- Install lots of other applications.
- Update PowerShell.
- Install Visual Studio Code extensions.
- Install and configure Windows Subsystem for Linux (WSL) with Ubuntu 20.04 LTS including memory limitation configuration.
- Set some applications to open in admin mode by default.
- Create a Windows Terminal shortcut with elevated privileges, ready to be pinned to the taskbar.
- Windows Defender exclusions for development environments.
- Node version manager, makes it possible to use multiple NodeJS versions on the same machine.
The first folder contains a script that I found on this Github. It's amazing how much hard work went into this solution. Not only does it support Windows 10 and 11, but also PowerShell 5 and PowerShell 7. As a bonus, they've built a graphical user interface to configure all parameters. When you are done configuring the options, you can run the script from the interface or export your configuration to a file that you can re-import later. This makes it very easy to create multiple profiles for notebook, desktop, server and other configurations.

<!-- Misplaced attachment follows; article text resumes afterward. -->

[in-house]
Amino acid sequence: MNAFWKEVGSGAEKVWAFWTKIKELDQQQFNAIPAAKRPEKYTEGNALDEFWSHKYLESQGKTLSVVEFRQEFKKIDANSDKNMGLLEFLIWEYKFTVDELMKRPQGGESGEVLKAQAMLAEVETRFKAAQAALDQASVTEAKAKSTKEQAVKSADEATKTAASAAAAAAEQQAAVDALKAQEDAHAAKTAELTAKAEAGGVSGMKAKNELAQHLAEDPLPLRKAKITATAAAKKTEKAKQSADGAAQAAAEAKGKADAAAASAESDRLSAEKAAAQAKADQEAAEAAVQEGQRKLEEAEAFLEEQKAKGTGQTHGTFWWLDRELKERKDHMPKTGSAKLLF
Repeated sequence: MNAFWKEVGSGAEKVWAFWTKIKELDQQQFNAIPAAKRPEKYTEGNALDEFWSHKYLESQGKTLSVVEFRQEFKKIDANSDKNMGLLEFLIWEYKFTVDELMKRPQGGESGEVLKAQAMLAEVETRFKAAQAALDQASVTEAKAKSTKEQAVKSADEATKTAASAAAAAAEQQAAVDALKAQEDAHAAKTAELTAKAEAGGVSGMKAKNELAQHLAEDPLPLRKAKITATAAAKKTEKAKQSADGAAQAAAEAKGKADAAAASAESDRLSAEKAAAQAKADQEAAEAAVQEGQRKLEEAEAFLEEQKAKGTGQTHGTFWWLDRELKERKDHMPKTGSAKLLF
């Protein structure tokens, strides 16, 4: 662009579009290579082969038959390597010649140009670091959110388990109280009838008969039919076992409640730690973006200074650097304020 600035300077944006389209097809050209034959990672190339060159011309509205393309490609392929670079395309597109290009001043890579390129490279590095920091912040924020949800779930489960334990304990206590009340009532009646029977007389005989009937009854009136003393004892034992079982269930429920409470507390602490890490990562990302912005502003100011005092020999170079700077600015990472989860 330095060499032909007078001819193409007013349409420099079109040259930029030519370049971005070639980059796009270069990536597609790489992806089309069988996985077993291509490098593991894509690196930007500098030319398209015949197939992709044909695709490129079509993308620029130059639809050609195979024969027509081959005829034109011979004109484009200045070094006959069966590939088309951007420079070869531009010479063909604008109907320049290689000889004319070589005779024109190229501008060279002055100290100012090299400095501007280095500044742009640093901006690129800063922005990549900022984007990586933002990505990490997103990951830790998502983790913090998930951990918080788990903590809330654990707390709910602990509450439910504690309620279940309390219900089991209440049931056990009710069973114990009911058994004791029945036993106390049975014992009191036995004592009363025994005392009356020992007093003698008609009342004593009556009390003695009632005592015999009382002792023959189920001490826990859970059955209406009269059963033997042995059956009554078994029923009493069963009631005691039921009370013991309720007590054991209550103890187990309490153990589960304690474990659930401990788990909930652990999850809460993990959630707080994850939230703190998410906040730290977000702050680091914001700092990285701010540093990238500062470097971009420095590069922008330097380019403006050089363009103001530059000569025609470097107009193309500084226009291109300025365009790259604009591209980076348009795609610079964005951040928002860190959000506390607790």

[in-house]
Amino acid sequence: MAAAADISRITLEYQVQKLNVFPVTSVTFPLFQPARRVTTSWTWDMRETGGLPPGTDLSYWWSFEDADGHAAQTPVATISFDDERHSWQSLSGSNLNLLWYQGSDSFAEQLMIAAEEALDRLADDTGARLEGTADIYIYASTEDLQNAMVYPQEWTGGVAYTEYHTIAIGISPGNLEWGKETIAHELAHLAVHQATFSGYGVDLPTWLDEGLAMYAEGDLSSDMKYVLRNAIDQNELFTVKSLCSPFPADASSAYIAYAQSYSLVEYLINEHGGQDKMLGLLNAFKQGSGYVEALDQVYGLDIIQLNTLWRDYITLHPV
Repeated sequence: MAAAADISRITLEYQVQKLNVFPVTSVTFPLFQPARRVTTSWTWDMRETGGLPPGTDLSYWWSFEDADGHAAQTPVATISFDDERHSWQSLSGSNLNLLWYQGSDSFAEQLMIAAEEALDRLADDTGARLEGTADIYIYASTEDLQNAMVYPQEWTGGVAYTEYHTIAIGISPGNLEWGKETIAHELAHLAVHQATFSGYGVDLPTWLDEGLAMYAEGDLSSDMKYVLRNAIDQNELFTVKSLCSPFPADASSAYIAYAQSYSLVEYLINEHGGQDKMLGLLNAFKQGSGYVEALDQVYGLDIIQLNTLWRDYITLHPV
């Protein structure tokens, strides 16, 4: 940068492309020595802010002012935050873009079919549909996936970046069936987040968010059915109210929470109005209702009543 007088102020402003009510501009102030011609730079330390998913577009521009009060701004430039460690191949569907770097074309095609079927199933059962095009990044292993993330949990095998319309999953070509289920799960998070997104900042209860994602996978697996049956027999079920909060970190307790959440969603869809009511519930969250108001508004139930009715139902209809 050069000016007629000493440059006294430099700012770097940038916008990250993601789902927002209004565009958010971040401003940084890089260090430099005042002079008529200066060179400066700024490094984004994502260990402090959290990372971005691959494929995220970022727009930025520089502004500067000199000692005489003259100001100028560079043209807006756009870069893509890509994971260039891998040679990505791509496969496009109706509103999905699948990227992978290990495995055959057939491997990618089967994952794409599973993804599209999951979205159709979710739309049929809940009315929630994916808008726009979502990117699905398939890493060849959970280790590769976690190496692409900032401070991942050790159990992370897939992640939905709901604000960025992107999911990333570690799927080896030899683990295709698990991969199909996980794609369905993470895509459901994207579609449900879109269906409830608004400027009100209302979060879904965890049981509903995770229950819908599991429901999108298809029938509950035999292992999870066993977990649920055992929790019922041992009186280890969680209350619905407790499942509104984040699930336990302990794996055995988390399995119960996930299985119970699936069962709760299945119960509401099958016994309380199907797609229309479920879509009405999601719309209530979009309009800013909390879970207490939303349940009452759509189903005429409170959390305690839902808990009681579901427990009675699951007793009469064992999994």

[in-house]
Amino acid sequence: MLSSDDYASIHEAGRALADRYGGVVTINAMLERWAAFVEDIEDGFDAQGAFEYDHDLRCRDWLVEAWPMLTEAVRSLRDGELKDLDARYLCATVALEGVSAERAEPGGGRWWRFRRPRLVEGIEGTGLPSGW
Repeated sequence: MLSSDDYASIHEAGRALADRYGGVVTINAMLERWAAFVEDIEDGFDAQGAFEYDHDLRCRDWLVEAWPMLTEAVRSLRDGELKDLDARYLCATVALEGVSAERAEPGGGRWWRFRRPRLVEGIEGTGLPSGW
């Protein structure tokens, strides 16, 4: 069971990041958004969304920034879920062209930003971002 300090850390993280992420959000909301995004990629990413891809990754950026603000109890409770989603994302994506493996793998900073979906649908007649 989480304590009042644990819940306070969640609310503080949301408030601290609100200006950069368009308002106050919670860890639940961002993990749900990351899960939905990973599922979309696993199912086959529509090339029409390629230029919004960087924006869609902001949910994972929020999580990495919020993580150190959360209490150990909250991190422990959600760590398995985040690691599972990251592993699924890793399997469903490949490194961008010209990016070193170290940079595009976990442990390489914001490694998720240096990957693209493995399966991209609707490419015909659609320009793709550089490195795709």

As the name suggest, this script is responsible for tweaking your Windows configuration. Optimizing your user experience while daily driving your machine. One of the most important items in this script is the installation of Chocolatey. Chocolatey is a package manger, enabling you to install and update software with single line commands. After the installation of Chocolatey completes, a few different packages will be installed just by executing
choco install [packageName].